Pull out your license. Depending on your state’s license design, either on the front or the back there should be some symbol or phrase denoting you as an organ donor. About 45 percent of all Americans fall into this special group, according to the Atlantic. (Like this incredible woman who was a kidney donor—twice.) But what exactly does it take to be a donor?
Eligibility wise, “all adults in the U.S. and in some states people under the age of 18” can designate themselves as a donor, according to organdonor.gov. But soon enough, there might need to be an addendum to those requirements, as new research has opened up the possibility of pigs becoming organ donors in the not-so-distant future.
The experiments, which were documented in Science, involved editing the DNA of cloned pigs so that they would no longer be susceptible to “retroviruses” which could infect humans after the transplant.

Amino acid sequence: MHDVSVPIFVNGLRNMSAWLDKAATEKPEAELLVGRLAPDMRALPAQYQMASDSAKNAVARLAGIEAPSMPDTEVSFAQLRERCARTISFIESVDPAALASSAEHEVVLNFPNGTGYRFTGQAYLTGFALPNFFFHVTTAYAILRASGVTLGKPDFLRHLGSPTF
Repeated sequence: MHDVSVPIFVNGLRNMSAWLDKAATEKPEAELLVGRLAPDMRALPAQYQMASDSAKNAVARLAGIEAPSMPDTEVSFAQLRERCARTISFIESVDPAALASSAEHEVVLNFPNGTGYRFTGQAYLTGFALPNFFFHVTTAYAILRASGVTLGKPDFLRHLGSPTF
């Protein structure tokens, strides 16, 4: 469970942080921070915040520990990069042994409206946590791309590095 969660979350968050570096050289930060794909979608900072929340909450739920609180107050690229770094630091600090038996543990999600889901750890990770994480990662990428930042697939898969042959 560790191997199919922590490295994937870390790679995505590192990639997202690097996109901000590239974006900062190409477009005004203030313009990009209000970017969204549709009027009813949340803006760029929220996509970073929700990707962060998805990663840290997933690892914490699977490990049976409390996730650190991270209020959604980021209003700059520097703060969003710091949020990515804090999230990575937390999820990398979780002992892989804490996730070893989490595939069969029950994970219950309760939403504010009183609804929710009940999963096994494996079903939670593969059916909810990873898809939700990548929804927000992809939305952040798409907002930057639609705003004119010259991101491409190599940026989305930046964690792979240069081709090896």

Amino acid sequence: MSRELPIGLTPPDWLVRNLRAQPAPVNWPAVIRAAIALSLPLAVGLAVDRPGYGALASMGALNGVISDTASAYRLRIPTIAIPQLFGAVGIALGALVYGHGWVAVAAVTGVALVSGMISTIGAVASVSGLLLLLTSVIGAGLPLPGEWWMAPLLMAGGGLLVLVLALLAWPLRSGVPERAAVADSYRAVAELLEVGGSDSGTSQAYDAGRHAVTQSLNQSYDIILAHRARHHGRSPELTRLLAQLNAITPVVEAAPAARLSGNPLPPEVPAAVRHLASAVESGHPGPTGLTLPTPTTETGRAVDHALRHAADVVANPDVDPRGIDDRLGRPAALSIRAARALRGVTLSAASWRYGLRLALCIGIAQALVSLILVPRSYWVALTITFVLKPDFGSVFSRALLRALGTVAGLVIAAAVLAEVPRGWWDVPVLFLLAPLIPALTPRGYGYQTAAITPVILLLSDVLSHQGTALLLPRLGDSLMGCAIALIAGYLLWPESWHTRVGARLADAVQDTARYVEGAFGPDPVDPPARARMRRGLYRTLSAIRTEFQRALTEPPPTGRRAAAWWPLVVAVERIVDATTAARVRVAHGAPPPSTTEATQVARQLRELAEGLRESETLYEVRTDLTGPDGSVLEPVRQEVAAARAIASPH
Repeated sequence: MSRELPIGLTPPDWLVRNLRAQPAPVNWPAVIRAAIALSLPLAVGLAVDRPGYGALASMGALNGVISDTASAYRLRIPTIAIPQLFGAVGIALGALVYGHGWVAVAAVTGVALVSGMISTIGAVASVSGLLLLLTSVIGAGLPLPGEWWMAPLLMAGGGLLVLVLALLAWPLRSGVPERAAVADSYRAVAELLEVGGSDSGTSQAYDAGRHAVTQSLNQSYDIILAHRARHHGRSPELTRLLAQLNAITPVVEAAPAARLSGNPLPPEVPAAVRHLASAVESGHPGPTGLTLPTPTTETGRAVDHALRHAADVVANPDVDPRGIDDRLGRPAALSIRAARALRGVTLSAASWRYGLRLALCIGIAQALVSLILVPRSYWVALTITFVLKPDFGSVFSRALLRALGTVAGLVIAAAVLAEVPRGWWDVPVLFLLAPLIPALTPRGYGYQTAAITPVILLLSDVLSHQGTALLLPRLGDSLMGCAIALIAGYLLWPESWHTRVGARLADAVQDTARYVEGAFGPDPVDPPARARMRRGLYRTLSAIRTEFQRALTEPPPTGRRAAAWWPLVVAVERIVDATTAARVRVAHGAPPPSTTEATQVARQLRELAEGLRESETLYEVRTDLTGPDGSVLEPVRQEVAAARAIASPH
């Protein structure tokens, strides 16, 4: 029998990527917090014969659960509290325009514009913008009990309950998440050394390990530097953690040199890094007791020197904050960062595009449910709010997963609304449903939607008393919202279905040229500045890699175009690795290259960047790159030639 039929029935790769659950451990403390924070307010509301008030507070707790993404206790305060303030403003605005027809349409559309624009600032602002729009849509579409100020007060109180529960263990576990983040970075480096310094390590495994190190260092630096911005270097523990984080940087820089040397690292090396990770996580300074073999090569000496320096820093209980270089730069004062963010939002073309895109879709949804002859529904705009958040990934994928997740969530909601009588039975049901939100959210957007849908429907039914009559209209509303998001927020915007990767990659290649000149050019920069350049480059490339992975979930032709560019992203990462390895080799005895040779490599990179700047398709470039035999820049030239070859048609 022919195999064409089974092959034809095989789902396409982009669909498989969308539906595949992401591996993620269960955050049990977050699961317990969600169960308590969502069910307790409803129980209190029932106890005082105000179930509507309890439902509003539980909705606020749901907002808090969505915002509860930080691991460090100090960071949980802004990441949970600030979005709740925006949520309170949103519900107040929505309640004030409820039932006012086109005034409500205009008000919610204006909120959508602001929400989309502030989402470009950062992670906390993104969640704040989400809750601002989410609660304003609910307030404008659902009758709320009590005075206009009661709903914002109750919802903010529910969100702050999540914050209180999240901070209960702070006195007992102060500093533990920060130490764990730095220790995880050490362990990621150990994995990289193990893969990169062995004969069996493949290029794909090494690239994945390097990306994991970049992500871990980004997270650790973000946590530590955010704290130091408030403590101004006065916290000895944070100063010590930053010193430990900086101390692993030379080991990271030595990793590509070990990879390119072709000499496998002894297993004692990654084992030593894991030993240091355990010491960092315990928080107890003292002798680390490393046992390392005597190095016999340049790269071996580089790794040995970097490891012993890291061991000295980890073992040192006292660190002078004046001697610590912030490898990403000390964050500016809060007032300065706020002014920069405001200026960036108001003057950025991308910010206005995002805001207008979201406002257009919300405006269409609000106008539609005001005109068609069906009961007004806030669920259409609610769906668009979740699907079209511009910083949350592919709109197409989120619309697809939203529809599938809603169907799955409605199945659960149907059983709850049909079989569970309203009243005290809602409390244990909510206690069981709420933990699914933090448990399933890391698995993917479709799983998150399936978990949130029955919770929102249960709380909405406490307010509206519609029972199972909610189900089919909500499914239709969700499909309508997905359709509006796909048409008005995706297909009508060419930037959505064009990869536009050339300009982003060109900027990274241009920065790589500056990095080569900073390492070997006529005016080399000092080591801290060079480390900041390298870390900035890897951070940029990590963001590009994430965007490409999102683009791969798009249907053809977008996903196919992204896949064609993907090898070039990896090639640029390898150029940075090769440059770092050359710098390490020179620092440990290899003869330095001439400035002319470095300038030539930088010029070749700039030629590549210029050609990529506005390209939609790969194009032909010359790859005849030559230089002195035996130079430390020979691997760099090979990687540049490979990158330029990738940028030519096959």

The retrovirus issue is only one part of the challenges which face pig-to-human transplants. Although pig organs are appropriately sized for humans and seem to be able to function as needed, they are coated with a layer of carbohydrates which cause other organisms to reject said tissue.
However, steps have been made to address that problem, also through gene editing. Pig organs without carbohydrates were created in cloned pigs and then transplanted into monkeys and baboons successfully. A year later, those monkeys and baboons are still healthy.
According to the New York Times, 33,600 organ transplants were conducted last year (you have to read the amazing story of a man who held his own heart in his hands after a successful transplant), and 21 people die each day while waiting for an organ. If research like this continues to find success, this issue will become a non-issue soon enough.
Source: The New York Times